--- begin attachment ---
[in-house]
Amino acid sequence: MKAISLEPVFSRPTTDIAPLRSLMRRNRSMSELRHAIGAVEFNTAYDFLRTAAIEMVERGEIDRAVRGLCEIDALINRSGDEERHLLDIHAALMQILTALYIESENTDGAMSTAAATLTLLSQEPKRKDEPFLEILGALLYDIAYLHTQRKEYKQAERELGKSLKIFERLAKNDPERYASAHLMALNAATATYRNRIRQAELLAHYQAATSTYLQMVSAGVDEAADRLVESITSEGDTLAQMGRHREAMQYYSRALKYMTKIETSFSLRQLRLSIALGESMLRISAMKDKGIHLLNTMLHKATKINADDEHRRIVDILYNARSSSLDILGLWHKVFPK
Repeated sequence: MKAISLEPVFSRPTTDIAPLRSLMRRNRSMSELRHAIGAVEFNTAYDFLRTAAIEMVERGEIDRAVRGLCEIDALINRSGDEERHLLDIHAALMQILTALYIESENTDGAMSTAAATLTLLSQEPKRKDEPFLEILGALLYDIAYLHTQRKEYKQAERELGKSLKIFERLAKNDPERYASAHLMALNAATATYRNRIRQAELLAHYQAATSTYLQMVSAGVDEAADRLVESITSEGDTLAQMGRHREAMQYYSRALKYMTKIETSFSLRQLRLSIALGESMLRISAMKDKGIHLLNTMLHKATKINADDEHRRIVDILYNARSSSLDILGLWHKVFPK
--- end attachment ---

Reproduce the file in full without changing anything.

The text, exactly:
[in-house]
Amino acid sequence: MKAISLEPVFSRPTTDIAPLRSLMRRNRSMSELRHAIGAVEFNTAYDFLRTAAIEMVERGEIDRAVRGLCEIDALINRSGDEERHLLDIHAALMQILTALYIESENTDGAMSTAAATLTLLSQEPKRKDEPFLEILGALLYDIAYLHTQRKEYKQAERELGKSLKIFERLAKNDPERYASAHLMALNAATATYRNRIRQAELLAHYQAATSTYLQMVSAGVDEAADRLVESITSEGDTLAQMGRHREAMQYYSRALKYMTKIETSFSLRQLRLSIALGESMLRISAMKDKGIHLLNTMLHKATKINADDEHRRIVDILYNARSSSLDILGLWHKVFPK
Repeated sequence: MKAISLEPVFSRPTTDIAPLRSLMRRNRSMSELRHAIGAVEFNTAYDFLRTAAIEMVERGEIDRAVRGLCEIDALINRSGDEERHLLDIHAALMQILTALYIESENTDGAMSTAAATLTLLSQEPKRKDEPFLEILGALLYDIAYLHTQRKEYKQAERELGKSLKIFERLAKNDPERYASAHLMALNAATATYRNRIRQAELLAHYQAATSTYLQMVSAGVDEAADRLVESITSEGDTLAQMGRHREAMQYYSRALKYMTKIETSFSLRQLRLSIALGESMLRISAMKDKGIHLLNTMLHKATKINADDEHRRIVDILYNARSSSLDILGLWHKVFPK